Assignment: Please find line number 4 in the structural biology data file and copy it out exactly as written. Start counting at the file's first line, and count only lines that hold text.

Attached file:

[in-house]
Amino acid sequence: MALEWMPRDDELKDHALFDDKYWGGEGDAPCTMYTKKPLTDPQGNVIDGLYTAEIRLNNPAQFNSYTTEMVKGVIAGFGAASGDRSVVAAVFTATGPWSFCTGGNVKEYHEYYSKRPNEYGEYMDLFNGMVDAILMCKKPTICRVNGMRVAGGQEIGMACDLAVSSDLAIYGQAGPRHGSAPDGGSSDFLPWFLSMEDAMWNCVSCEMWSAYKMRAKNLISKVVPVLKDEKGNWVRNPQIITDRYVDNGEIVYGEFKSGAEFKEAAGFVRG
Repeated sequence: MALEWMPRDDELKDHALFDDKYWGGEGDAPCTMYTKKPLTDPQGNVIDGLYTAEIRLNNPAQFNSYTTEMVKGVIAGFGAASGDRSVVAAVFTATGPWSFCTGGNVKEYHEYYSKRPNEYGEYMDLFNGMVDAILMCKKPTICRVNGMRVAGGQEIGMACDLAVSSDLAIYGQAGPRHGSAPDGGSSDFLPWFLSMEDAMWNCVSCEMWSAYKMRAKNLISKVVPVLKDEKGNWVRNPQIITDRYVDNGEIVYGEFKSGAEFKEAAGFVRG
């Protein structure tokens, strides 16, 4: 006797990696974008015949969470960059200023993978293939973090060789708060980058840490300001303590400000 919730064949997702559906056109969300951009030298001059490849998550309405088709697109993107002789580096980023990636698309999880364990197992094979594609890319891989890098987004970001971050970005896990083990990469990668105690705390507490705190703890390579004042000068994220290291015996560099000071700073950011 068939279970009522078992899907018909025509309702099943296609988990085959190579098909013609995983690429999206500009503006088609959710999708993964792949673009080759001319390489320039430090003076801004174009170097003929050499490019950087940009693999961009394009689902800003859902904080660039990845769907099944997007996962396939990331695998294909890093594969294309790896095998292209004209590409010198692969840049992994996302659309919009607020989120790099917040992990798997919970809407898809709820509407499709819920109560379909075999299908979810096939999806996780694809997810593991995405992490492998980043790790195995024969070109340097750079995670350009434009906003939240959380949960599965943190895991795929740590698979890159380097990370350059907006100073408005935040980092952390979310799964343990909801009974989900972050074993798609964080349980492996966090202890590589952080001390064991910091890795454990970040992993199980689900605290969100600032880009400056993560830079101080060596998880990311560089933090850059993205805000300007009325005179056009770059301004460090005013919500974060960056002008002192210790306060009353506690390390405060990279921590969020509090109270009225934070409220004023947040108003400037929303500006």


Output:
């Protein structure tokens, strides 16, 4: 006797990696974008015949969470960059200023993978293939973090060789708060980058840490300001303590400000 919730064949997702559906056109969300951009030298001059490849998550309405088709697109993107002789580096980023990636698309999880364990197992094979594609890319891989890098987004970001971050970005896990083990990469990668105690705390507490705190703890390579004042000068994220290291015996560099000071700073950011 068939279970009522078992899907018909025509309702099943296609988990085959190579098909013609995983690429999206500009503006088609959710999708993964792949673009080759001319390489320039430090003076801004174009170097003929050499490019950087940009693999961009394009689902800003859902904080660039990845769907099944997007996962396939990331695998294909890093594969294309790896095998292209004209590409010198692969840049992994996302659309919009607020989120790099917040992990798997919970809407898809709820509407499709819920109560379909075999299908979810096939999806996780694809997810593991995405992490492998980043790790195995024969070109340097750079995670350009434009906003939240959380949960599965943190895991795929740590698979890159380097990370350059907006100073408005935040980092952390979310799964343990909801009974989900972050074993798609964080349980492996966090202890590589952080001390064991910091890795454990970040992993199980689900605290969100600032880009400056993560830079101080060596998880990311560089933090850059993205805000300007009325005179056009770059301004460090005013919500974060960056002008002192210790306060009353506690390390405060990279921590969020509090109270009225934070409220004023947040108003400037929303500006």